[UPDATED OCTOBER 2023]
There’s something quite special about being huddled around a bonfire and oohing and ahhing at fireworks whenever there’s a burst of colour. Fireworks can be a great way to celebrate an occasion - especially Bonfire Night or New Year’s Eve! But the loud noises and flashing lights of fireworks can be very frightening for our dogs.
Luckily, there are things you can do to minimise your dog's stress levels during this time. In this guide, we cover some of our top tips on how to calm your dog during firework season.
Create a safe space
When they’re frightened, a dog’s instinct is to run away, so make sure your outside doors are shut and that your pooch can’t get out. Keep a couple of internal doors open in your home so they don’t feel trapped and confined to one space - this could make things worse if your dog feels like they can’t move.
Creating a safe space for your dog and allowing them to choose where to hide can be a comfort to them. This might be their bed, a crate, a blanket under the table or a space in your home where your dog feels comfortable. Introduce this space in the weeks before you expect the fireworks to start so your pet knows it’s somewhere they can de-stress and be safe.
Distract your pooch
Sometimes, a tactical distraction can work wonders! Whether it’s your canine's favourite toy, a yummy treat, a bit of relaxing brushing, or lots of cuddling and playing, taking your dog’s mind off what’s going on outside and giving them some extra attention can be an effective way of dealing with anxiety.
Draw the curtains and close the windows
Try blocking out as much noise and light as possible by keeping windows closed and locked. This can help to muffle the sound of fireworks. Closing your curtains or replacing them with darker/heavier ones can also help to keep out any flashes of light associated with the “bang” of fireworks.
Play some music or turn on the TV
Part of the reason dogs find fireworks scary is because of the loud crashing noises they make. The sudden bang of fireworks can be masked or diluted by keeping a radio or TV on. Playing calm music, such as classical music, not only blocks out the noise of the fireworks but may also help them to relax.
Remain calm yourself
Animals are highly perceptive creatures and often notice if their humans are behaving unusually. They naturally notice when their paw-rents are upset, frightened or stressed. Following your dog around or being overly affectionate could cause them to feel nervous or confused if they aren’t used to this behaviour. You can reassure your pet by playing with their favourite toy, for example, but try to behave as normally as possible. The more you change your behaviour, the more anxious your dog may become.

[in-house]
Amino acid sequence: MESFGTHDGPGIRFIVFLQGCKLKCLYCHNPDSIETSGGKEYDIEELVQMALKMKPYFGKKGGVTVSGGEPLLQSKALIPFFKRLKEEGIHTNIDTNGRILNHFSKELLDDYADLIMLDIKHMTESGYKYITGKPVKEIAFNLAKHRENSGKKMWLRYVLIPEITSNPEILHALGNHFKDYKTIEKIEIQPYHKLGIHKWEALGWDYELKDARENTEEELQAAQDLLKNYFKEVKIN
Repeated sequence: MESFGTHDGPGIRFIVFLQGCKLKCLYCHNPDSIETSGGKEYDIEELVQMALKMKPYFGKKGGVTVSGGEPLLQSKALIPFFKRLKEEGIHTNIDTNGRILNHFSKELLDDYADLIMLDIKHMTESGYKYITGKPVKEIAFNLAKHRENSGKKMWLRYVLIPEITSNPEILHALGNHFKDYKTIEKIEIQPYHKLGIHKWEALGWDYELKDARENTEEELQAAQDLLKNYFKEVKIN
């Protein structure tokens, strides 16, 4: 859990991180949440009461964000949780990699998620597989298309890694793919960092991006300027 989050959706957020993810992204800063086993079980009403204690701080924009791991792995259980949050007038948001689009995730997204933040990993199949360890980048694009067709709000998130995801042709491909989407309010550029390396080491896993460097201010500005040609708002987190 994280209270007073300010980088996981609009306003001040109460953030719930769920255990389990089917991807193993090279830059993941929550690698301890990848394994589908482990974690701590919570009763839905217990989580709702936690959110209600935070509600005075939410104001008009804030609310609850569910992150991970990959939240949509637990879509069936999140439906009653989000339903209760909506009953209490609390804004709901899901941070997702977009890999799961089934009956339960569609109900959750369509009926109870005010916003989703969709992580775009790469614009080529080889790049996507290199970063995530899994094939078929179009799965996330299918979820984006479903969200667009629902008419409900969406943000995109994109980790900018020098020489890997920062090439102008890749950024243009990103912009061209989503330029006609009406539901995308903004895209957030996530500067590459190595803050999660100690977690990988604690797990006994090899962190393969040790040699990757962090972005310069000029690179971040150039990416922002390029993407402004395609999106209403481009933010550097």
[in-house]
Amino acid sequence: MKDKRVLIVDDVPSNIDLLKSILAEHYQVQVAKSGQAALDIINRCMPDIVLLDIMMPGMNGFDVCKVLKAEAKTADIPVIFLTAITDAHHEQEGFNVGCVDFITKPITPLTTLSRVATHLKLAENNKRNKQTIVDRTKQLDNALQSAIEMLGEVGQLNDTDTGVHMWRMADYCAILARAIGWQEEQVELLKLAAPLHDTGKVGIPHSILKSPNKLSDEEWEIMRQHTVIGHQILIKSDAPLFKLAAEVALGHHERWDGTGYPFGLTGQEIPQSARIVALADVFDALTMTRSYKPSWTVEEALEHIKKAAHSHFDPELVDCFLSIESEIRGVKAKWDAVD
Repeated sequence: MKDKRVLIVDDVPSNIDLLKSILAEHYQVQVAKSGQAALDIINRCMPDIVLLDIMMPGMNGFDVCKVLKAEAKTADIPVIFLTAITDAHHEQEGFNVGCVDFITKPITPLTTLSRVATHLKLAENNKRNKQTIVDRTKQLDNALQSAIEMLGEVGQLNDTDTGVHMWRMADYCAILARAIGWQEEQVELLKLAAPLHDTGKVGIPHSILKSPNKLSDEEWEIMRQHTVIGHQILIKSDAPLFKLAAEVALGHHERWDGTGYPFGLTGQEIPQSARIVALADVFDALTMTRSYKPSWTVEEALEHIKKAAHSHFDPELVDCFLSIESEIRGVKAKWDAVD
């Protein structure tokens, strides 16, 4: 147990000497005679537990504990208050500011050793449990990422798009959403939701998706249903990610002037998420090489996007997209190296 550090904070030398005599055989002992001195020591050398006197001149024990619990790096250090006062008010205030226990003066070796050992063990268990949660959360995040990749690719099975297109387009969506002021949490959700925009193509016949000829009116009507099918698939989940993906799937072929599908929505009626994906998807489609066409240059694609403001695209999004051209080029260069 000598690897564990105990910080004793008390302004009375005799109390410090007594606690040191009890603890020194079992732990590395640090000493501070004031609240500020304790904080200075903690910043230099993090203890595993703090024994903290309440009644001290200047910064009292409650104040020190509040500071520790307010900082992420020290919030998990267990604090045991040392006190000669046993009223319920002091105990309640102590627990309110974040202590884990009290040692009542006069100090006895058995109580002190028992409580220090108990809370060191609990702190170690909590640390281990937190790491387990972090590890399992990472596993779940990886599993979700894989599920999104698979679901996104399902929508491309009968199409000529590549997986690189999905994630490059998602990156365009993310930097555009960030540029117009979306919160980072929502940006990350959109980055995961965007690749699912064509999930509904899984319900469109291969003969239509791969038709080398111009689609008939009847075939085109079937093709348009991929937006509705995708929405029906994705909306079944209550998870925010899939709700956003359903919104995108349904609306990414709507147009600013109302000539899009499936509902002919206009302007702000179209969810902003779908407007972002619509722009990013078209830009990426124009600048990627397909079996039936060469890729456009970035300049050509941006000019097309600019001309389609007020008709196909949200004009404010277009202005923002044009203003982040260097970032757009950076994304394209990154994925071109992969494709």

What to do if your dog still seems anxious
Seek advice from a vet
If these techniques don’t seem to work, or if you feel your dog may be experiencing prolonged anxiety or a change in behaviour, seek professional advice from your vet. They may be able to provide medication to help reduce your pet’s anxiety or put you in touch with a behavioural expert.
Try a calming aid
Nutritional supplements can help to calm your dog during fireworks season and all year round. Our YuMOVE Calming Care range, with scientifically backed ingredients, can help to promote calmness and reduce anxiety. It’s best to introduce a supplement in advance so your furry friend can have the best chance of staying calmer when the fireworks are lit.
Long-term support – 6 months+ ahead
Work with a certified Clinical Animal Behaviourist
Ideally, it’s best to think long-term and get expert advice from a certified Clinical Animal Behaviourist with up-to-date skills, knowledge and experience.
Behaviourists can be particularly helpful for dogs worried about fireworks and may have become ‘sensitised’. This means that rather than fireworks being a part of everyday life, your dog has come to associate them with feelings of fear. Unfortunately, this has a knock-on effect as the fear of firework noises can escalate into a fear of loud noises more widely. Early intervention is best to prevent the fear from potentially worsening and affecting other situations.
Behaviour therapy can support your dog with long-lasting effects. Your behaviourist is the best person to advise you with a plan tailored to your dog’s needs. Behaviour therapy teaches your dog something new about the things they fear. One technique a behaviourist might use is sound therapy – though there are other options to suit different dogs.